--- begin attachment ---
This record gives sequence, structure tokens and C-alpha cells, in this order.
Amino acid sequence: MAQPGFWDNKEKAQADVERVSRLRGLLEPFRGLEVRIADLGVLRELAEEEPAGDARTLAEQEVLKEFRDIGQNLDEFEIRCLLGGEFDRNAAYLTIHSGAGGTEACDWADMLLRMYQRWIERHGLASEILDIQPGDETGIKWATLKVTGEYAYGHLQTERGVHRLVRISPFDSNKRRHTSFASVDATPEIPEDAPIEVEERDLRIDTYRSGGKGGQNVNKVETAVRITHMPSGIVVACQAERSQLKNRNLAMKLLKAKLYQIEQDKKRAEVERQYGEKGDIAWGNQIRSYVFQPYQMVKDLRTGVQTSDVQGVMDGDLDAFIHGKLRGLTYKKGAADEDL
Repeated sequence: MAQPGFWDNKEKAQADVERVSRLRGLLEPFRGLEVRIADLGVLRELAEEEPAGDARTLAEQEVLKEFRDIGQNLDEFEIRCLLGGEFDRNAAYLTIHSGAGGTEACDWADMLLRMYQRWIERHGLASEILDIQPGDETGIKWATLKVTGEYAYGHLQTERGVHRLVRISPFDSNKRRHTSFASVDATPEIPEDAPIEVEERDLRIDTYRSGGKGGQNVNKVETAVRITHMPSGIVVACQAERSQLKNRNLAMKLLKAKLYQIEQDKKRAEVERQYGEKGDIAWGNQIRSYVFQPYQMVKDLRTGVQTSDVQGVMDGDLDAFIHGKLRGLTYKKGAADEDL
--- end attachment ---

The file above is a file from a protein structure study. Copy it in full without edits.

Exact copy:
This record gives sequence, structure tokens and C-alpha cells, in this order.
Amino acid sequence: MAQPGFWDNKEKAQADVERVSRLRGLLEPFRGLEVRIADLGVLRELAEEEPAGDARTLAEQEVLKEFRDIGQNLDEFEIRCLLGGEFDRNAAYLTIHSGAGGTEACDWADMLLRMYQRWIERHGLASEILDIQPGDETGIKWATLKVTGEYAYGHLQTERGVHRLVRISPFDSNKRRHTSFASVDATPEIPEDAPIEVEERDLRIDTYRSGGKGGQNVNKVETAVRITHMPSGIVVACQAERSQLKNRNLAMKLLKAKLYQIEQDKKRAEVERQYGEKGDIAWGNQIRSYVFQPYQMVKDLRTGVQTSDVQGVMDGDLDAFIHGKLRGLTYKKGAADEDL
Repeated sequence: MAQPGFWDNKEKAQADVERVSRLRGLLEPFRGLEVRIADLGVLRELAEEEPAGDARTLAEQEVLKEFRDIGQNLDEFEIRCLLGGEFDRNAAYLTIHSGAGGTEACDWADMLLRMYQRWIERHGLASEILDIQPGDETGIKWATLKVTGEYAYGHLQTERGVHRLVRISPFDSNKRRHTSFASVDATPEIPEDAPIEVEERDLRIDTYRSGGKGGQNVNKVETAVRITHMPSGIVVACQAERSQLKNRNLAMKLLKAKLYQIEQDKKRAEVERQYGEKGDIAWGNQIRSYVFQPYQMVKDLRTGVQTSDVQGVMDGDLDAFIHGKLRGLTYKKGAADEDL